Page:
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Petroleum Processing

Catalytic Cracking Processes


Catalytic Cracking Processes

Increasing demand for gasoline, along with the need to produce high-octane gasoline for increasingly more powerful spark ignition engines, led to the development and maturation of catalytic cracking processes just before and during World War II. Following the development of a fixed-bed (Houdry process, 1936) and a moving-bed (Thermafor Catalytic Cracking, 1941) catalytic cracking process, fluid-bed catalytic cracking (FCC, 1942) became the most widely used process worldwide because of the improved thermal efficiency of the process and the high product selectivity achieved, particularly after the introduction of crystalline zeolites as catalysts in the 1960s.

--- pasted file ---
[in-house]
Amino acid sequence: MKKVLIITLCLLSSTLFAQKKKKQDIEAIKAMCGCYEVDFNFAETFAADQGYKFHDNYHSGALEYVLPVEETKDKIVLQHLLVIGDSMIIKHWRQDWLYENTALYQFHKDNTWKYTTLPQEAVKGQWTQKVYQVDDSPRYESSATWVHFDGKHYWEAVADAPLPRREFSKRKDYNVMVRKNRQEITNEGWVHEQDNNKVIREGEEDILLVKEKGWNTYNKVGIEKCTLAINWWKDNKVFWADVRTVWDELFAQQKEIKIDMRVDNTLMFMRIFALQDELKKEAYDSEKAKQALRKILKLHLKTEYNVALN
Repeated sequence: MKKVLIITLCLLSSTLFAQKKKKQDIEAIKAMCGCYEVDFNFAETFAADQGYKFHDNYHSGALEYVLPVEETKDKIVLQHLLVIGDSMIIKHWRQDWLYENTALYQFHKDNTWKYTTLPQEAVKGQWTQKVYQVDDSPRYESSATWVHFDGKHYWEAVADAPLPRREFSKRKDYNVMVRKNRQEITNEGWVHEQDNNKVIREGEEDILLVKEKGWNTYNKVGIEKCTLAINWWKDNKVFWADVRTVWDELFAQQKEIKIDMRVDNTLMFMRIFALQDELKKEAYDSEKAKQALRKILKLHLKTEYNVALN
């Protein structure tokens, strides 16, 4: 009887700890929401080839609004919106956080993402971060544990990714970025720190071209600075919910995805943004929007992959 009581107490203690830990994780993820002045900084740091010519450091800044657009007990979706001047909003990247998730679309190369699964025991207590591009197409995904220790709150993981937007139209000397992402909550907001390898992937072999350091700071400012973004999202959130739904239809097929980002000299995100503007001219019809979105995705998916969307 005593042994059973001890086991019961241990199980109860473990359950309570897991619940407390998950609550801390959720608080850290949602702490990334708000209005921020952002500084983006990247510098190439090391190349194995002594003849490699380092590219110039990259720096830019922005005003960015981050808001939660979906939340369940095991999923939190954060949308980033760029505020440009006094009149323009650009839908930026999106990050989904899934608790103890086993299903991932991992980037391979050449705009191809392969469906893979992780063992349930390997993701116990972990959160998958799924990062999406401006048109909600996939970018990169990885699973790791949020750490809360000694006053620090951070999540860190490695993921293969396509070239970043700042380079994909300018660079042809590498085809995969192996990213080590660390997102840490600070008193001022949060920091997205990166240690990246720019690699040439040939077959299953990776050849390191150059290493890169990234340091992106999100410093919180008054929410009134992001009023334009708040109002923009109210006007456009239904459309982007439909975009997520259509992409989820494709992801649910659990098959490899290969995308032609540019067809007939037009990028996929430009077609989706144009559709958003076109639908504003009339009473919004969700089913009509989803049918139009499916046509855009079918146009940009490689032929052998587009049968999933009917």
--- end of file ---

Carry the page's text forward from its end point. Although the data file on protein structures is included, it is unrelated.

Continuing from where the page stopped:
The list below shows a timeline for the development of the catalytic cracking processes. The evolution of catalytic cracking processes is an exemplary showcase in chemical engineering for discussing the advancement of reactor configuration, driven by energy conservation and process kinetics. The evolution of these processes is discussed in the following subsections.

Historical Time-Line for Catalytic Cracking Processes

  1. McAfee (1915)

    • Batch reactor catalytic cracking to produce light distillates

    • Catalyst: A1Cl3 – A Lewis acid, electron acceptor

    • Alkane – electron(abstracted by A1Cl3)→ a carbocation(+)→ ionic chain reactions to crack long chains

  2. Houdry (1936) - a commercial process

    • Continuous feedstock flow with multiple fixed-bed reactors

    • Cracking/catalyst regeneration cycles

    • Catalyst: clays, natural alumina/silica particles

  3. Thermafor Catalytic Cracking (TCC) (1942)

    • Continues feedstock flow with moving-bed catalysts

    • Catalyst: synthetic alumina/silica particles

    • Higher thermal efficiency by process integration

  4. Fluid Catalytic Cracking (FCC) (1942)

    • Continuous feedstock flow with fluidized-bed catalysts

    • Catalyst: synthetic alumina/silica+zeolites (1965)